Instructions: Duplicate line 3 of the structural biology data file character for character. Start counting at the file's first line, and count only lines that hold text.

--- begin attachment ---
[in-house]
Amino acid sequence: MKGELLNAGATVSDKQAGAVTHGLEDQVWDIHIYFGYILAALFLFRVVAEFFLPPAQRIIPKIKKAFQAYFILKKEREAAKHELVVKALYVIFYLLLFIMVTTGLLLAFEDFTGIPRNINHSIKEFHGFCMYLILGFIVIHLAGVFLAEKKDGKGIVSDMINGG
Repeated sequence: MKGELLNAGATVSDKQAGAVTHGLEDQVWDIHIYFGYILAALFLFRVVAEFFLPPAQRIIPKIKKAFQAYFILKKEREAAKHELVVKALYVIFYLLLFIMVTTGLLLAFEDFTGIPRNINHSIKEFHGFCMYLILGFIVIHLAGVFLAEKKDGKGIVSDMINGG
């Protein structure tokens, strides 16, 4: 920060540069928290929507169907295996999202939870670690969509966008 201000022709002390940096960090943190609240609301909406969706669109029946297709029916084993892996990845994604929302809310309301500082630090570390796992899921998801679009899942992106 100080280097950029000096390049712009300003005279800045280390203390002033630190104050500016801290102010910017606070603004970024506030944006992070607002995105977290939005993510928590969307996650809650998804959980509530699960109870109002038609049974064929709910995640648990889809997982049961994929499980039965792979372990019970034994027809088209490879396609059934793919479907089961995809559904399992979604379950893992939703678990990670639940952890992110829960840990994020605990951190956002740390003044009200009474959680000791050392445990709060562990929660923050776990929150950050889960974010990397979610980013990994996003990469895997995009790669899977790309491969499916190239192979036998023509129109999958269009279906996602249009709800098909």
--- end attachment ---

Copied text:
Repeated sequence: MKGELLNAGATVSDKQAGAVTHGLEDQVWDIHIYFGYILAALFLFRVVAEFFLPPAQRIIPKIKKAFQAYFILKKEREAAKHELVVKALYVIFYLLLFIMVTTGLLLAFEDFTGIPRNINHSIKEFHGFCMYLILGFIVIHLAGVFLAEKKDGKGIVSDMINGG